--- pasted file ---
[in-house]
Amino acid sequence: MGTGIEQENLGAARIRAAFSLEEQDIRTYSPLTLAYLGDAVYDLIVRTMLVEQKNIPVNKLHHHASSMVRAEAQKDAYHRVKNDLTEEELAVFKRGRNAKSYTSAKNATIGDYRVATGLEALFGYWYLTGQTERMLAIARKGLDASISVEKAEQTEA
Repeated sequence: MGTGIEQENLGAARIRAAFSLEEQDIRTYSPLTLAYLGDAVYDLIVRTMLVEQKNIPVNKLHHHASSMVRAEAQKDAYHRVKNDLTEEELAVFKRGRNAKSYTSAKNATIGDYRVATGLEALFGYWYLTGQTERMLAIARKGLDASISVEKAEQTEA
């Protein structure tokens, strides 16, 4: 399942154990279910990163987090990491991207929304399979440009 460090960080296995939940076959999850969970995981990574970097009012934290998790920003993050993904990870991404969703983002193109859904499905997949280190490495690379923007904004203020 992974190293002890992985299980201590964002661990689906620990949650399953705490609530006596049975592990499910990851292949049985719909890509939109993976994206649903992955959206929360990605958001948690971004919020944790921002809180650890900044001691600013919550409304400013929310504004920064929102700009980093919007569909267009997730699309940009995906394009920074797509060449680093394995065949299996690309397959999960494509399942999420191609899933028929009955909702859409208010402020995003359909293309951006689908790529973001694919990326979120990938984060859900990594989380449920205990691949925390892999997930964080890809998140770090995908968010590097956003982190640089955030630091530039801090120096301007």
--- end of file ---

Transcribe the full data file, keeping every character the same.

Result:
[in-house]
Amino acid sequence: MGTGIEQENLGAARIRAAFSLEEQDIRTYSPLTLAYLGDAVYDLIVRTMLVEQKNIPVNKLHHHASSMVRAEAQKDAYHRVKNDLTEEELAVFKRGRNAKSYTSAKNATIGDYRVATGLEALFGYWYLTGQTERMLAIARKGLDASISVEKAEQTEA
Repeated sequence: MGTGIEQENLGAARIRAAFSLEEQDIRTYSPLTLAYLGDAVYDLIVRTMLVEQKNIPVNKLHHHASSMVRAEAQKDAYHRVKNDLTEEELAVFKRGRNAKSYTSAKNATIGDYRVATGLEALFGYWYLTGQTERMLAIARKGLDASISVEKAEQTEA
């Protein structure tokens, strides 16, 4: 399942154990279910990163987090990491991207929304399979440009 460090960080296995939940076959999850969970995981990574970097009012934290998790920003993050993904990870991404969703983002193109859904499905997949280190490495690379923007904004203020 992974190293002890992985299980201590964002661990689906620990949650399953705490609530006596049975592990499910990851292949049985719909890509939109993976994206649903992955959206929360990605958001948690971004919020944790921002809180650890900044001691600013919550409304400013929310504004920064929102700009980093919007569909267009997730699309940009995906394009920074797509060449680093394995065949299996690309397959999960494509399942999420191609899933028929009955909702859409208010402020995003359909293309951006689908790529973001694919990326979120990938984060859900990594989380449920205990691949925390892999997930964080890809998140770090995908968010590097956003982190640089955030630091530039801090120096301007």